In Ki Sisa we were introduced to Bezalel. We read:

See, I have called by name Bezalel the son of Uri, the son of Hur, of the tribe of Judah,and I have imbued him with the spirit of God, with wisdom, with insight, with knowledge, and with [talent for] all manner of craftsmanship ( Exodus 31:2)

Bezalel was filled the ruach, Holy Spirit. Rashi quotes the Sifrei to explain:

With his intellect he understands other things based on what he learned. With his intellect he understands other things based on what he learned

According to Rashi, the Holy spirit was his intellectual capacity to take an idea and make it into reality.

In Vayakhel we repeat the building of the Mishkan. There we are reintroduced to Bezalel and his God-given talents.  There we read:

Bezalel and Oholiav and every wise hearted man into whom God had imbued wisdom and insight to know how to do, shall do all the work of the service of the Holy, according to all that the Lord has commanded. ’With his intellect he understands other things based on what he learned’( Exodus 36:1)

This  seems to echo what Rashi was explaining that he knew how to brainstorm real life solutions.

And then in Pekuday, this week’s Torah portion we read:

Bezalel, son of Uri, son of Hur, of the tribe of Judah, had made all that the Lord had commanded Moses.  (Exodus 38:22)

Here Rashi explains Bezalel’s ingenuity. He was able to realize that while Moshe was shown the utensils of the Mishkan first, it would be impractical to build them first, so he reversed the order and first built the house, and then the utensils.

Bezalel has insight and wisdom bestowed upon him from God. Then Bezalel takes these designs and prototypes them, constructing things according to plan and everything is ‘as God commanded him’. And finally this week Bezalel goes beyond and reimagines the project, and introduces his own vision in the implementation of the design. Bezalel seems to move seamlessly from observing to brainstorming, to prototyping, and finally to implementing. Bezalel seems to manifest this Design Thinking process. Maybe he can inspire us to rethink Jewish Education. 

Housing our IP

In VaYakel, this week’s Torah portion, we learn of Bezalel the master artist behind the creation of the Tabernacle and all of the accouterments. There we read ,” And God has put in his heart that he may teach..” ( Exodus 35:14). On this Ibn Ezra comments that some scholars have a great deal of wisdom but do not always want to or have the ability to share what they know with others. It is noteworthy that the Torah tells us that Bezalel was given a knowing heart coupled with the ability and desire to teach. This project of the community would not have come together without a leader like Bezalel.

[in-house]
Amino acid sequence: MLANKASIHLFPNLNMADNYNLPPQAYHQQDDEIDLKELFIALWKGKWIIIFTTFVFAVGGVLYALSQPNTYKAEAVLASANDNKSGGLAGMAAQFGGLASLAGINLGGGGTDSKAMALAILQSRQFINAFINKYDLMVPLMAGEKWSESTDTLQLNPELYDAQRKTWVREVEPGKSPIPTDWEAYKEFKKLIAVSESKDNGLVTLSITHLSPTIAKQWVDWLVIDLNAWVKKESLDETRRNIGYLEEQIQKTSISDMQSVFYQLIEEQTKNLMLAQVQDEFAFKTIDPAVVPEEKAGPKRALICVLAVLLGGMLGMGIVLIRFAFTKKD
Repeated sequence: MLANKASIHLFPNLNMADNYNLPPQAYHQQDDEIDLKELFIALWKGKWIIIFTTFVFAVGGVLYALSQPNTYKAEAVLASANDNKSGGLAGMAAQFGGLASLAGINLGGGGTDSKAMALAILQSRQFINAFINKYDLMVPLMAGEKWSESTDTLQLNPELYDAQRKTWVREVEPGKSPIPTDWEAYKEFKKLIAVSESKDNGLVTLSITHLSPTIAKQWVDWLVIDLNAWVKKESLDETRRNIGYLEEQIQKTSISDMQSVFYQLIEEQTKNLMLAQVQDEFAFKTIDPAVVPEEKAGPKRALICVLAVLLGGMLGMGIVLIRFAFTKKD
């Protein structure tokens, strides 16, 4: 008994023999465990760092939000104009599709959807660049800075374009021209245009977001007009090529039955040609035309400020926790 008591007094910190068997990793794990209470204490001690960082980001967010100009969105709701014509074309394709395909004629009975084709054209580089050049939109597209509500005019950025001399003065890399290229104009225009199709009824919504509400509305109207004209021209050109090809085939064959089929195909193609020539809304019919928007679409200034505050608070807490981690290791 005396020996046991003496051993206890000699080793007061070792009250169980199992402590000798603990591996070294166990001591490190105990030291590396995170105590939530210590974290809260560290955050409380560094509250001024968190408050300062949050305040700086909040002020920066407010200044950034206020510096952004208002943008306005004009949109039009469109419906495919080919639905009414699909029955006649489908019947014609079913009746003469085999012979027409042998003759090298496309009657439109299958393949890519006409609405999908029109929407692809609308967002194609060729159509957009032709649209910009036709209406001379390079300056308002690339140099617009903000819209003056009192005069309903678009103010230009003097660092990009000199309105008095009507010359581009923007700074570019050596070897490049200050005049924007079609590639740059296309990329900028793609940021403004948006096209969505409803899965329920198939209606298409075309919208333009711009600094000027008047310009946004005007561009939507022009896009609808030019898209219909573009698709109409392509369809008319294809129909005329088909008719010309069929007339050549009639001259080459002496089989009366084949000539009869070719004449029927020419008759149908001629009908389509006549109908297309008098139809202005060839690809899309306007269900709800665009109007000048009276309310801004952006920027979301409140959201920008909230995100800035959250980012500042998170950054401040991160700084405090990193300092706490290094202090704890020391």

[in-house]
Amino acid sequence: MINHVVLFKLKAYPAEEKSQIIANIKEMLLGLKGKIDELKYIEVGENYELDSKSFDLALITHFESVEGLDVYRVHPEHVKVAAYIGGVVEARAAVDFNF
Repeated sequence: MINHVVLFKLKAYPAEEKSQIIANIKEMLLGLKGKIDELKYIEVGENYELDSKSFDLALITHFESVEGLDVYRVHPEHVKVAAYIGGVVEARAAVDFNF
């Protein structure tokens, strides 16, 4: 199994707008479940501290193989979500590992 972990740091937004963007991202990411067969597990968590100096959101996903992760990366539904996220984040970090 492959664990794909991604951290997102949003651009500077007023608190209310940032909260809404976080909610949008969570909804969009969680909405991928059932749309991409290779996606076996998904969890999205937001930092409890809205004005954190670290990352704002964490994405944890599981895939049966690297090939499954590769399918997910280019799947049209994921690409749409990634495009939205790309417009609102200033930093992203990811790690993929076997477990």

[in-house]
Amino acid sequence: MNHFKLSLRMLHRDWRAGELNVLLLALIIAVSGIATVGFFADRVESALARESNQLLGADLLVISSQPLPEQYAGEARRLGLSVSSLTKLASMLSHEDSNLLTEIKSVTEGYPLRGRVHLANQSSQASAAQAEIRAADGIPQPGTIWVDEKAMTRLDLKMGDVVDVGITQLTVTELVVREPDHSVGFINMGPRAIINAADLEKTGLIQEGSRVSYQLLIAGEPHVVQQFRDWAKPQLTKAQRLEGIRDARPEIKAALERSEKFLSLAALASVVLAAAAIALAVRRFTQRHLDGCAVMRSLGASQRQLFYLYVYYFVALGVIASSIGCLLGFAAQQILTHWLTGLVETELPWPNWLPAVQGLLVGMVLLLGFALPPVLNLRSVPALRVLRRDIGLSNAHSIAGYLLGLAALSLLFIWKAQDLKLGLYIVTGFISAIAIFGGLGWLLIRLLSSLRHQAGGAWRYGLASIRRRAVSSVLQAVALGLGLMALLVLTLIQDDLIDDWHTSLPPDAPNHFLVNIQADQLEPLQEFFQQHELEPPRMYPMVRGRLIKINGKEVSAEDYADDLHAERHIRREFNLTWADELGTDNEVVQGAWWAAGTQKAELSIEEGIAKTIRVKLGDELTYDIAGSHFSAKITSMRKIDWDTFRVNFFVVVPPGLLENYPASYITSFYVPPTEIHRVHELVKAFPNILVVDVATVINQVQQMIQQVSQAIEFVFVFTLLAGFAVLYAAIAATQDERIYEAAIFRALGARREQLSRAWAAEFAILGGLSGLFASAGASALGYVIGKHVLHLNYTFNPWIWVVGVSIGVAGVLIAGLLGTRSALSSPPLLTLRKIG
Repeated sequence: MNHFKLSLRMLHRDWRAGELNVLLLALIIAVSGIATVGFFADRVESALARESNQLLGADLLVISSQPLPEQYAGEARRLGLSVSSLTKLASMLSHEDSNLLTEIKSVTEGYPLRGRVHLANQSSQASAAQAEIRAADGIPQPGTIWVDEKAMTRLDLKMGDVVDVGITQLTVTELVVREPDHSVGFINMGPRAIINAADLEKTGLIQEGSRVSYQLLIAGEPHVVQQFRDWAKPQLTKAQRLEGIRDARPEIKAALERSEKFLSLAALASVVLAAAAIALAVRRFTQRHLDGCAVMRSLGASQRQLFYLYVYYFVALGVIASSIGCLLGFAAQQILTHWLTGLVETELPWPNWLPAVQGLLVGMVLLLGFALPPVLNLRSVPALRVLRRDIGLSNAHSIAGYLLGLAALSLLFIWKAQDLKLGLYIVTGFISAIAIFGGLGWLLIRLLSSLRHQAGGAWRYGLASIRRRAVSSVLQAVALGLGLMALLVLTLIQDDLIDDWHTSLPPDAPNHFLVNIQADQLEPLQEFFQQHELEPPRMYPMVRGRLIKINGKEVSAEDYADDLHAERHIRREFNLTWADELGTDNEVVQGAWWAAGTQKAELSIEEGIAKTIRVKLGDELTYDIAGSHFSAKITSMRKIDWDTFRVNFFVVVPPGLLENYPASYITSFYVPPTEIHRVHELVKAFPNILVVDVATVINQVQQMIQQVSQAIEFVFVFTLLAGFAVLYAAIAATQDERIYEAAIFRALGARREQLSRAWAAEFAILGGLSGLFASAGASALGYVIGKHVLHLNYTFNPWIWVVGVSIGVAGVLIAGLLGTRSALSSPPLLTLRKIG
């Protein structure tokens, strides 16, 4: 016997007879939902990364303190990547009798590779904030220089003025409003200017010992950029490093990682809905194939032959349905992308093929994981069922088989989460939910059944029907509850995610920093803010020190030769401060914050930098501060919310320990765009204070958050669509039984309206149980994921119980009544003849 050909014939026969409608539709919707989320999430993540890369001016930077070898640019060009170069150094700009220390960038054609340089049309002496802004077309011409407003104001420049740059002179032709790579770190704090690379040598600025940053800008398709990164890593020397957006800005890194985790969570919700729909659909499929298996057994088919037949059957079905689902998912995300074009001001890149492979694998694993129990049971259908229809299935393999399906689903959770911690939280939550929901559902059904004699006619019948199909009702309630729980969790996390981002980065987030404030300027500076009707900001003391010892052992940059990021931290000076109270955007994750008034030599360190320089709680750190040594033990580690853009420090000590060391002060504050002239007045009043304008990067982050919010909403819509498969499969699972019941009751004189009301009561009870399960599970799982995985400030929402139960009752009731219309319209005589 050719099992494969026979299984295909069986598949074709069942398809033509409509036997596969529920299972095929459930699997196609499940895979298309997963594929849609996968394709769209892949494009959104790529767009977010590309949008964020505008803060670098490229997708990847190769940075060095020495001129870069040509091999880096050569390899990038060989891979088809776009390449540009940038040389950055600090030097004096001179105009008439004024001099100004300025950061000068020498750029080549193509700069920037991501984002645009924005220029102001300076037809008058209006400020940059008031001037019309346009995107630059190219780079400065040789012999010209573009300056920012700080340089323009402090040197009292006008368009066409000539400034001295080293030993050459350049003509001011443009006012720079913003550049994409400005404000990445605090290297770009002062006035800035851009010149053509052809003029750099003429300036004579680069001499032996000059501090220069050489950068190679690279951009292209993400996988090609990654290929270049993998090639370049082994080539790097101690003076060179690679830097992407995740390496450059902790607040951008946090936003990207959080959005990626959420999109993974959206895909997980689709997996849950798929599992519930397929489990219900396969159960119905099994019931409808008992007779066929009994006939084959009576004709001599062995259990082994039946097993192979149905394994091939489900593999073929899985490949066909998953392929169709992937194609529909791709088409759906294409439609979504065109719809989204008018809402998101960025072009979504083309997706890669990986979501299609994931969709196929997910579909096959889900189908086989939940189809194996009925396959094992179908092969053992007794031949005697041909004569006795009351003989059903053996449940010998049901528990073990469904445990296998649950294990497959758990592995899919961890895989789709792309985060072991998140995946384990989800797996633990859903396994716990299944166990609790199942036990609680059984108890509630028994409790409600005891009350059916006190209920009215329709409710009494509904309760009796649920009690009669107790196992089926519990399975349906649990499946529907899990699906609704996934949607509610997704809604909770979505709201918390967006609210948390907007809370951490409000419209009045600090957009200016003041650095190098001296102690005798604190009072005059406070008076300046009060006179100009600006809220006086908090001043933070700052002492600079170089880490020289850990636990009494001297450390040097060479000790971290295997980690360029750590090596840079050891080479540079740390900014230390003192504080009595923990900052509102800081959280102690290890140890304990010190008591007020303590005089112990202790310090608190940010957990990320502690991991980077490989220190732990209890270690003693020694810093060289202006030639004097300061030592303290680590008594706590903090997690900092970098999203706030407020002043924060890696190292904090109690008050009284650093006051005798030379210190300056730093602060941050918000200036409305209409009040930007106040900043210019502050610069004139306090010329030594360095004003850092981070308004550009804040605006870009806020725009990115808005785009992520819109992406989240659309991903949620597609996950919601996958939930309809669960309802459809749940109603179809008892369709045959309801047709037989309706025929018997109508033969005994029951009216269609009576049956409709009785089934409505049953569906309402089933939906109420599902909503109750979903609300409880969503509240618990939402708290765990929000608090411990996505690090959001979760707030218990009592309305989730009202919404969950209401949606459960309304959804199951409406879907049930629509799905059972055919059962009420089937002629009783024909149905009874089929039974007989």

I am struck but how much brilliance of our community is locked up in  intellectual property issues. While people should be rewarded for their efforts, it seems strange that we limit ourselves to antiquated rules of who owns Torah. We need to find ways to get our teachers to realize their God given gifts to teach and to incentivize them to share it on any and every platform.

I encourage you to watch this TED talk.

Larry Lessig’s points seem to ask the right questions.  How do we reward the innovators while not hampering innovation itself? How do we build for the future?

When discussing children in his Prophet, Kahlil Gibran wrote:

Your children are not your children.

They are the sons and daughters of Life’s longing for itself.

They come through you but not from you,

And though they are with you, yet they belong not to you.

You may give them your love but not your thoughts.

For they have their own thoughts.

You may house their bodies but not their souls,

For their souls dwell in the house of tomorrow, which you cannot visit, not even in your dreams.

I have to ask, do we own our ideas any more or less then we own our children? Bezalel asks us to reconsider the house that me might build. This could be a house for God, our children, or for ideas themselves. What are we doing to insure that we creating an environment in which we are all driven to share the overflow of these wonderful ideas? They are clearly the key to our sustained happiness if not our collective survival.

I encourage you to read up on Aharon Varady’s  Open Siddur Project. This represents an interesting venture that is asking us all to teach from an open heart.